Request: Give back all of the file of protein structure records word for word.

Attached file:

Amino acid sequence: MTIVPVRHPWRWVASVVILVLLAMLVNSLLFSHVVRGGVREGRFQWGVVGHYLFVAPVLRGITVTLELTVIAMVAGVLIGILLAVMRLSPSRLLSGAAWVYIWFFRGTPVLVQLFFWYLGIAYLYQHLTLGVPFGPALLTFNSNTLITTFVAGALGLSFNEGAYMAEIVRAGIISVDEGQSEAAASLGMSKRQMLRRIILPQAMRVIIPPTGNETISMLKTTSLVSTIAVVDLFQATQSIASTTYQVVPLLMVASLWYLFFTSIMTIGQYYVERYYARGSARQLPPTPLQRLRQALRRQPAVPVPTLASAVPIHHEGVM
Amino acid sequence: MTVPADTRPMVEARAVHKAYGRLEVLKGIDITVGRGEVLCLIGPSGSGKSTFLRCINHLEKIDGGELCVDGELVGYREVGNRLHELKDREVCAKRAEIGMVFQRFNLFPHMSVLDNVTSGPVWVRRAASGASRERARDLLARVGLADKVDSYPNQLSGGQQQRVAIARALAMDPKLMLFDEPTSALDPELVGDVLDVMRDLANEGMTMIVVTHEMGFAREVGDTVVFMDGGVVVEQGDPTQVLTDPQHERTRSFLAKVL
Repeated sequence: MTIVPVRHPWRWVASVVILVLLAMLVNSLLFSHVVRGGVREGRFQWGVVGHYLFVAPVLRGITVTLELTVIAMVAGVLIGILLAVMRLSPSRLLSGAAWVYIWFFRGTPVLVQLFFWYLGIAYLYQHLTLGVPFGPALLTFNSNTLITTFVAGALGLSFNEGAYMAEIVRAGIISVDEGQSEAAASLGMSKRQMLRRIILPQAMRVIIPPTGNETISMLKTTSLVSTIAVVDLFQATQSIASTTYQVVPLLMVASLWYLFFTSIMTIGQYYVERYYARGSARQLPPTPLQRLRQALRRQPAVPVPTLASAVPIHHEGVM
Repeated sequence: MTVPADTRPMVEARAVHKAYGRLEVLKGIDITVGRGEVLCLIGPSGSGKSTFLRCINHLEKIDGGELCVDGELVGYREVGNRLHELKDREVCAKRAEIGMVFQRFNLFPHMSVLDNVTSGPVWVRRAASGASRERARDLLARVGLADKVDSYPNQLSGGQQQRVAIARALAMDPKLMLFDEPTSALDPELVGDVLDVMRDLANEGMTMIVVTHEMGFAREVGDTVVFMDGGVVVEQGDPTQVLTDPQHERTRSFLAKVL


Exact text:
Amino acid sequence: MTIVPVRHPWRWVASVVILVLLAMLVNSLLFSHVVRGGVREGRFQWGVVGHYLFVAPVLRGITVTLELTVIAMVAGVLIGILLAVMRLSPSRLLSGAAWVYIWFFRGTPVLVQLFFWYLGIAYLYQHLTLGVPFGPALLTFNSNTLITTFVAGALGLSFNEGAYMAEIVRAGIISVDEGQSEAAASLGMSKRQMLRRIILPQAMRVIIPPTGNETISMLKTTSLVSTIAVVDLFQATQSIASTTYQVVPLLMVASLWYLFFTSIMTIGQYYVERYYARGSARQLPPTPLQRLRQALRRQPAVPVPTLASAVPIHHEGVM
Amino acid sequence: MTVPADTRPMVEARAVHKAYGRLEVLKGIDITVGRGEVLCLIGPSGSGKSTFLRCINHLEKIDGGELCVDGELVGYREVGNRLHELKDREVCAKRAEIGMVFQRFNLFPHMSVLDNVTSGPVWVRRAASGASRERARDLLARVGLADKVDSYPNQLSGGQQQRVAIARALAMDPKLMLFDEPTSALDPELVGDVLDVMRDLANEGMTMIVVTHEMGFAREVGDTVVFMDGGVVVEQGDPTQVLTDPQHERTRSFLAKVL
Repeated sequence: MTIVPVRHPWRWVASVVILVLLAMLVNSLLFSHVVRGGVREGRFQWGVVGHYLFVAPVLRGITVTLELTVIAMVAGVLIGILLAVMRLSPSRLLSGAAWVYIWFFRGTPVLVQLFFWYLGIAYLYQHLTLGVPFGPALLTFNSNTLITTFVAGALGLSFNEGAYMAEIVRAGIISVDEGQSEAAASLGMSKRQMLRRIILPQAMRVIIPPTGNETISMLKTTSLVSTIAVVDLFQATQSIASTTYQVVPLLMVASLWYLFFTSIMTIGQYYVERYYARGSARQLPPTPLQRLRQALRRQPAVPVPTLASAVPIHHEGVM
Repeated sequence: MTVPADTRPMVEARAVHKAYGRLEVLKGIDITVGRGEVLCLIGPSGSGKSTFLRCINHLEKIDGGELCVDGELVGYREVGNRLHELKDREVCAKRAEIGMVFQRFNLFPHMSVLDNVTSGPVWVRRAASGASRERARDLLARVGLADKVDSYPNQLSGGQQQRVAIARALAMDPKLMLFDEPTSALDPELVGDVLDVMRDLANEGMTMIVVTHEMGFAREVGDTVVFMDGGVVVEQGDPTQVLTDPQHERTRSFLAKVL